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Rack of sump pump

Your sump pump is one of those pieces of plumbing equipment you more than likely don’t think twice about on a regular basis. This small, simple system is designed to protect your basement and underground spaces from flood damage by collecting water and pumping it to the surface where it can be safely carried away by the sewer system. Normally, it works on its own without so much as a second thought—when the water in the basin reaches a certain level, the pump turns on and hauls the water away. In many cases the pump is so quiet you don’t even know it’s there throughout the rest of your home.

But like any other plumbing device, your sump pump will eventually grow old, wear out, and need replaced. Unfortunately for many homeowners, they don’t actually know when they need a new sump system until it’s too late, and a problem with their current pump has led to potentially serous damage to their basement space. As New Lenox plumbers, our goal is to help you avoid otherwise-preventable damage to your basement. So on this blog, we’ll explain five signs that you may want to consider investing in a new sump pump system.

System Age

We’ve already briefly touched on this in the introduction to this blog, but perhaps the single biggest indication that you may want to consider replacing your sump pump system soon is the age of your system. The average sump pump will last approximately 10 years under average conditions, so if it’s been about that long since you last replaced yours, then your pump may be approaching the end of its lifespan quickly. If your machine is showing no signs of problems then of course you can keep it, but be sure to pay close attention to it as something may cause it to give out soon.

Excessive Noise

No sump pump is perfectly silent, but the majority of modern systems are quiet enough to the point where you can’t hear them throughout your home, and they only make minimal noise in the room they’re in. If your system makes more noise than that, then a failure may be imminent. Excessive noise is usually caused by worn-out parts, loosening connections, and general wear and tear that comes from normal operation. This usually happens sooner rather than later if your sump pump isn’t properly maintained.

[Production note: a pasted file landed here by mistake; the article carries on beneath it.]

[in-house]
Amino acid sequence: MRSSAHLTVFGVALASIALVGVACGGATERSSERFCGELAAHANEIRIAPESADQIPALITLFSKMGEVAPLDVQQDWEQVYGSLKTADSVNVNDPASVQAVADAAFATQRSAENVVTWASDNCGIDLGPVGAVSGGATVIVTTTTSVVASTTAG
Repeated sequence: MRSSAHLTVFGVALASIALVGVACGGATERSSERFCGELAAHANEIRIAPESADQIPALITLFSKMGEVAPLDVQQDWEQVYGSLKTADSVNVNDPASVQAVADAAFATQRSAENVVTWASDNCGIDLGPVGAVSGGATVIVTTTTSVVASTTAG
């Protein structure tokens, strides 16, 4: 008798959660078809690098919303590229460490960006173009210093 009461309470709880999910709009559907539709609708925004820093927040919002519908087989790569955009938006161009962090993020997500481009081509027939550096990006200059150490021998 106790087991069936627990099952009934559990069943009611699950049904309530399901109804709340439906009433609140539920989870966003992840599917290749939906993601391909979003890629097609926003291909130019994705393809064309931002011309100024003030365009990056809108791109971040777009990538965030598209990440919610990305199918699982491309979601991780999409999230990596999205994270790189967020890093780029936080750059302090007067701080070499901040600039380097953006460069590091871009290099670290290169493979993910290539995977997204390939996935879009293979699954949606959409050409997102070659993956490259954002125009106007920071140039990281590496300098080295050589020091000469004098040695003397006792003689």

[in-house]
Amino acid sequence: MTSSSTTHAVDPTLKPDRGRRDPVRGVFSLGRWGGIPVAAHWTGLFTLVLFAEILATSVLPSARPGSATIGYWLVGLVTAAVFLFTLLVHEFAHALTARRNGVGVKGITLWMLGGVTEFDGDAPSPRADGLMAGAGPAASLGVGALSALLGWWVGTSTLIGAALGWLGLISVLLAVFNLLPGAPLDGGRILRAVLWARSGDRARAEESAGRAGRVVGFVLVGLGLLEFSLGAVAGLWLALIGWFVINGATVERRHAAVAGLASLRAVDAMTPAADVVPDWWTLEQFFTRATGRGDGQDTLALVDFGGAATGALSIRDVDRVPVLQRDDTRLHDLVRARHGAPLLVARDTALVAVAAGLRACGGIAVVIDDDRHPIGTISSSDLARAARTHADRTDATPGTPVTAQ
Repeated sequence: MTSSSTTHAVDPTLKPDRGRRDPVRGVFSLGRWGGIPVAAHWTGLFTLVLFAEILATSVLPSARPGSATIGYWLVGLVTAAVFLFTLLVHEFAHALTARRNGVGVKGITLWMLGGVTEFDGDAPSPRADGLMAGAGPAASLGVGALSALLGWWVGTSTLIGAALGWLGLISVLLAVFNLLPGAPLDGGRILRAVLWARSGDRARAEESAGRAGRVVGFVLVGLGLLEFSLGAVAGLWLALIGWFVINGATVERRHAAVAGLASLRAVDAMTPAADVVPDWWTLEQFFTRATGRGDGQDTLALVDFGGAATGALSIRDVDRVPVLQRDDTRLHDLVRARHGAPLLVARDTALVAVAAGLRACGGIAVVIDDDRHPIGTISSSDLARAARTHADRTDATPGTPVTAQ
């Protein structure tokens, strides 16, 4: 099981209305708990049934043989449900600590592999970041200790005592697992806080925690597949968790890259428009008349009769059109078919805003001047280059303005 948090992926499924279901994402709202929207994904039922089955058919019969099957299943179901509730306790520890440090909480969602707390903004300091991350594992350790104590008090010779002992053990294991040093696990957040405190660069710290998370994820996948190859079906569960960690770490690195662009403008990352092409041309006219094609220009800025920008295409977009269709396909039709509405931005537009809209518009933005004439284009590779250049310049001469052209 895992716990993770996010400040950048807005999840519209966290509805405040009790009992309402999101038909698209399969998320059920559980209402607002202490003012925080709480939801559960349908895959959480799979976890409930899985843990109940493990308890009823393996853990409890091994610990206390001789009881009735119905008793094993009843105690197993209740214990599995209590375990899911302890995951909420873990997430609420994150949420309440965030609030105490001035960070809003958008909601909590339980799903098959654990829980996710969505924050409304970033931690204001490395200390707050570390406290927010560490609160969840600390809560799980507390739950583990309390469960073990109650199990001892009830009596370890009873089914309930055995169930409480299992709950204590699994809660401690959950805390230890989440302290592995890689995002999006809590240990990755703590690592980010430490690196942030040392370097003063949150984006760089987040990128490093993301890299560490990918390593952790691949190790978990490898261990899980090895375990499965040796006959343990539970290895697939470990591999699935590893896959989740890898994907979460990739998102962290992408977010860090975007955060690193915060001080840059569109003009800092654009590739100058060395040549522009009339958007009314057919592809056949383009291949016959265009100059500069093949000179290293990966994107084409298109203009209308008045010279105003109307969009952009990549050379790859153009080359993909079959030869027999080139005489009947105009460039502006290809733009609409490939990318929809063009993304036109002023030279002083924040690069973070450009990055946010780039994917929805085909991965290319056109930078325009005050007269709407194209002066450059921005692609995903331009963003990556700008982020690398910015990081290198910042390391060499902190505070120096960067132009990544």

Difficulty Turning On & Off

Do you have to go down to the basement and kick your pump in order to get it to turn on? Does it not seem to want to turn off when your basin has completely dried up? Difficulty turning on and off is a sign of a worn-out sump pump that may be coming to the end of its lifespan. If you find your system is hesitant to fire up when you need it to, you should have it inspected by a professional plumber.

Continuous Running

Does your pump just seem to run continuously, no matter what the weather outside looks like? This is also a sign of a serious issue. A constantly running pump is also one which will more than likely wear out and die fairly soon, so this is another issue that needs to be taken care of as soon as possible. It could be caused by a faulty switch, bad sensor, or a number of other problems.

Dry Pit

Your sump pump pit needs to have water in it in order for your sump pump to function. If the pit dries out, you could have one of several different problems. If your system isn’t all that old, then you could have an issue with how it was installed in the first place, or you could have an issue with your drainage system. If your system is starting to get old, then you may have a continuous running problem, or your system simply has difficulty turning off when the basin reaches the appropriate level.

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